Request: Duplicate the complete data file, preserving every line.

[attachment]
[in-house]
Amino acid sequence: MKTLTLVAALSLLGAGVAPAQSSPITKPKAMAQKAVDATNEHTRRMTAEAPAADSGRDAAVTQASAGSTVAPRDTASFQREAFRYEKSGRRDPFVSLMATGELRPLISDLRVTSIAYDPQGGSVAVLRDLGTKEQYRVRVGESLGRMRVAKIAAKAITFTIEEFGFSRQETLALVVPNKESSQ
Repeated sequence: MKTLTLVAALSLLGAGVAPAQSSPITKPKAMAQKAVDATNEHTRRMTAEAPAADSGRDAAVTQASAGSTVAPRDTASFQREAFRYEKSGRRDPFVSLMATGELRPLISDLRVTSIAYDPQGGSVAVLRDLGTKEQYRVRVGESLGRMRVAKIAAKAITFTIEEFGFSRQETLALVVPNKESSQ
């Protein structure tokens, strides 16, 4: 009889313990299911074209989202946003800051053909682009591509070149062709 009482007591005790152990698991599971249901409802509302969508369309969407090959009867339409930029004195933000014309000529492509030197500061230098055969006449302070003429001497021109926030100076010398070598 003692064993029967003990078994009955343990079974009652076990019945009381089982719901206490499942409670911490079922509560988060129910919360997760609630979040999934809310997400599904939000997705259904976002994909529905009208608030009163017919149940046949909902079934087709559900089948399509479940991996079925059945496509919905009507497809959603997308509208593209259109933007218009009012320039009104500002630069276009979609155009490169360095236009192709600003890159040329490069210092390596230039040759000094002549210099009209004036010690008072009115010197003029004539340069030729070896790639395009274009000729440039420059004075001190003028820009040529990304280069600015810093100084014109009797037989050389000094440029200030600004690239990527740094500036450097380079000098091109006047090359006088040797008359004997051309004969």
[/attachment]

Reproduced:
[in-house]
Amino acid sequence: MKTLTLVAALSLLGAGVAPAQSSPITKPKAMAQKAVDATNEHTRRMTAEAPAADSGRDAAVTQASAGSTVAPRDTASFQREAFRYEKSGRRDPFVSLMATGELRPLISDLRVTSIAYDPQGGSVAVLRDLGTKEQYRVRVGESLGRMRVAKIAAKAITFTIEEFGFSRQETLALVVPNKESSQ
Repeated sequence: MKTLTLVAALSLLGAGVAPAQSSPITKPKAMAQKAVDATNEHTRRMTAEAPAADSGRDAAVTQASAGSTVAPRDTASFQREAFRYEKSGRRDPFVSLMATGELRPLISDLRVTSIAYDPQGGSVAVLRDLGTKEQYRVRVGESLGRMRVAKIAAKAITFTIEEFGFSRQETLALVVPNKESSQ
């Protein structure tokens, strides 16, 4: 009889313990299911074209989202946003800051053909682009591509070149062709 009482007591005790152990698991599971249901409802509302969508369309969407090959009867339409930029004195933000014309000529492509030197500061230098055969006449302070003429001497021109926030100076010398070598 003692064993029967003990078994009955343990079974009652076990019945009381089982719901206490499942409670911490079922509560988060129910919360997760609630979040999934809310997400599904939000997705259904976002994909529905009208608030009163017919149940046949909902079934087709559900089948399509479940991996079925059945496509919905009507497809959603997308509208593209259109933007218009009012320039009104500002630069276009979609155009490169360095236009192709600003890159040329490069210092390596230039040759000094002549210099009209004036010690008072009115010197003029004539340069030729070896790639395009274009000729440039420059004075001190003028820009040529990304280069600015810093100084014109009797037989050389000094440029200030600004690239990527740094500036450097380079000098091109006047090359006088040797008359004997051309004969």